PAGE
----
STATE finance watchdog the Cour des Comptes has criticised the costs of the swine flu vaccination campaign in the winter of 2009-10.
In its latest annual report, the body said that it cost the state €110 per person vaccinated, which was poor value for money: the campaign cost €663 million for only five million people vaccinated.
It highlighted “multiple weaknesses” in the way the state went about it, for example not being strict enough in its negotiations with the laboratories making the vaccine, and not making enough use of GPs and hospitals.
A raft of other matters were also addressed, including excessive farmer subsidies for banana growing in Martinique, which were said to represent 65 per cent of the value of the crop, and too much money spent on running artificial snow machines by the mairie of Courchevel (€5 million a year).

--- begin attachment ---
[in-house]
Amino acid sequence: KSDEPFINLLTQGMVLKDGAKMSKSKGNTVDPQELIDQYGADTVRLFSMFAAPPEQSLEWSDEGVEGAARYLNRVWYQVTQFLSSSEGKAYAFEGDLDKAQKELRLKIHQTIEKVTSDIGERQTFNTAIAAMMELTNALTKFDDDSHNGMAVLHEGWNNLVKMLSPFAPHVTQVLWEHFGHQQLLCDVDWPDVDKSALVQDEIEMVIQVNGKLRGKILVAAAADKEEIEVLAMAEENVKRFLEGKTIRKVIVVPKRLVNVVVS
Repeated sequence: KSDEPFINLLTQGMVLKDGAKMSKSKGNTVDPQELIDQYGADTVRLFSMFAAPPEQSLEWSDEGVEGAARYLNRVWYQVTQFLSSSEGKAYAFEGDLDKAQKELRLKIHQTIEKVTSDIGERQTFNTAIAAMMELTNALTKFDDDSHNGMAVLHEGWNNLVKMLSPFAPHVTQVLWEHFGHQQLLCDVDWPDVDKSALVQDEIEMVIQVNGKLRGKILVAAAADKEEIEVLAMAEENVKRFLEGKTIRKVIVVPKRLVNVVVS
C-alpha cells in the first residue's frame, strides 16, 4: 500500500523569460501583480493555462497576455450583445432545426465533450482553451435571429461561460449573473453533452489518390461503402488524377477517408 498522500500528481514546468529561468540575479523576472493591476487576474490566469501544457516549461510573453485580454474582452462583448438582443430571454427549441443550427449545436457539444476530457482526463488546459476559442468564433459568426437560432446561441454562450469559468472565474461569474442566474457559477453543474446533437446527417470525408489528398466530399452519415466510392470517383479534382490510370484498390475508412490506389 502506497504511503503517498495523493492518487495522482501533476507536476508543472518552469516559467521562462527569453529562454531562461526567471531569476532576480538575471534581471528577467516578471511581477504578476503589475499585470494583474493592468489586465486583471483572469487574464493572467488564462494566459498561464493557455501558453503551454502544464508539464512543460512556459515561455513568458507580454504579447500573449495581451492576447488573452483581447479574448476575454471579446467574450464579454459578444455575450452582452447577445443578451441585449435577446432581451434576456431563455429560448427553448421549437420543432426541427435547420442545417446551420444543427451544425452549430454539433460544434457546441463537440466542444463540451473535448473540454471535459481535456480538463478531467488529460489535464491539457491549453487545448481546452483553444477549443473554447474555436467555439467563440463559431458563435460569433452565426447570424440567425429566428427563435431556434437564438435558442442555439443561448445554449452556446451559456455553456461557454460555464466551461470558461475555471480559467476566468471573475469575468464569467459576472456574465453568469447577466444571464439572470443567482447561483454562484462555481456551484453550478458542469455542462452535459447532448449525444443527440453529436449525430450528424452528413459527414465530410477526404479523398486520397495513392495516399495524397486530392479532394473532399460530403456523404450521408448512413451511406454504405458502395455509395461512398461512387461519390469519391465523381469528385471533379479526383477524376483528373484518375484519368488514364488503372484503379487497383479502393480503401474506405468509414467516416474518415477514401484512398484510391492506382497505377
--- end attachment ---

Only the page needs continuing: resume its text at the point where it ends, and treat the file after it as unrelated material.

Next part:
Lax working practices at the port of Marseille were also flagged up. Salaries have risen too much, official working hours have dropped while hours billed as overtime have gone up, and while staffing was meant to have been cut, it has increased. Crane drivers are said to get €3,500-4,500 a month for 12 hours’ work a week, a figure which is inflated by “illegal bonuses”.
The Cour des Comptes also criticised an exemption from tax and social charges accorded to football referees since 2006, created to tackle a shortage of referees in amateur sport. In fact, the body said, it mainly benefits sport federations and competition organisers, who are also exempted some of their part of the social charges, and well-paid professional referees.